- Snowflake’s ABM campaign: Snowflake, a company offering cloud-based data warehousing, executed an ABM campaign that perfectly illustrates the power of a multi-channel approach. They targeted 120 specific accounts using a combination of direct mail, personalized videos, and custom landing pages. This strategic and personalized approach led to impressive results: 41 scheduled meetings, 27 opportunities, and a whopping $3.7 million in their sales pipeline.
- Terminus’s ABM approach: Terminus, a B2B SaaS company, implemented an ABM campaign using a tiered approach. High-value accounts received personalized direct mail, while mid-tier accounts were targeted with digital ads. This strategy led to a 28% increase in opportunity creation. Moreover, a 35% increase in deal size was also noticed, demonstrating the effectiveness of a well-segmented and targeted ABM strategy.
- Demandbase: Demandbase cleverly harnessed ABM campaigns to boost the deal size by an impressive 75%. By focusing on specific accounts and using personalized content like case studies and whitepapers, along with targeted LinkedIn ads, they zeroed in on those most likely to become customers. As a result, they were successful in closing bigger deals and a high ROI, proving that a targeted approach can truly pay off.
Excellent examples of marketing automation campaigns
- Virtual Logistics: Virtual Logistics, a data and technology integration service provider, leveraged marketing automation to streamline their processes and improve efficiency. The result was a tenfold gain for the company, showcasing how marketing automation can significantly enhance operational efficiency and business growth.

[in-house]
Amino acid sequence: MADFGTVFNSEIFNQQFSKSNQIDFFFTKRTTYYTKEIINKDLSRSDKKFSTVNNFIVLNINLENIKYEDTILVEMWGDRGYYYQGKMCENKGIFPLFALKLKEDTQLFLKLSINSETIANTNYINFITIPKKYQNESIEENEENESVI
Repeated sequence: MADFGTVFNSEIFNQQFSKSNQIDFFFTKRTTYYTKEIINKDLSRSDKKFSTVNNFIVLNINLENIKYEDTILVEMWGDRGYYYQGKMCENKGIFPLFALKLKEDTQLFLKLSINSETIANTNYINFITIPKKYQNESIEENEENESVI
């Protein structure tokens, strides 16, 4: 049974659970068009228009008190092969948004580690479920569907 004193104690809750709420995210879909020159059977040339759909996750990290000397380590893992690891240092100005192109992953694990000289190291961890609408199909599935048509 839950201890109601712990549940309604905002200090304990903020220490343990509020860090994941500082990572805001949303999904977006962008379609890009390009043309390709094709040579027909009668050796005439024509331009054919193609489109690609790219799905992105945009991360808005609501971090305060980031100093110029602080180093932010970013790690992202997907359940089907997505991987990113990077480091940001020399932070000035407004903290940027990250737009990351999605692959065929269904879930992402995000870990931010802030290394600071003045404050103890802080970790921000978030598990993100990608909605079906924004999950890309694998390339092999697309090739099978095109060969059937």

- Embla’s SMS marketing: Embla, an eCommerce brand specializing in home goods, used a comprehensive SMS marketing strategy to retain customers and build trust. This led to a 76% CTR and a 60% conversion rate. This highlights the potential of marketing automation in creating highly engaging and effective customer communication channels.
- Avision Young: Avision Young, a real estate advisor, dramatically increased their CRM adoption rate from 23% to 90% in just four months by consolidating sales, marketing, service, and operations into one CRM Platform. This unification led to 95% of North American revenue being tracked and streamlined their process by merging four CRMs into one, showcasing a significant success in their strategy.
ABM and Marketing Automation Similarities
Now, let us quickly go through some areas where ABM and marketing automation overlap.
Personalization plays a crucial role in both ABM and marketing automation.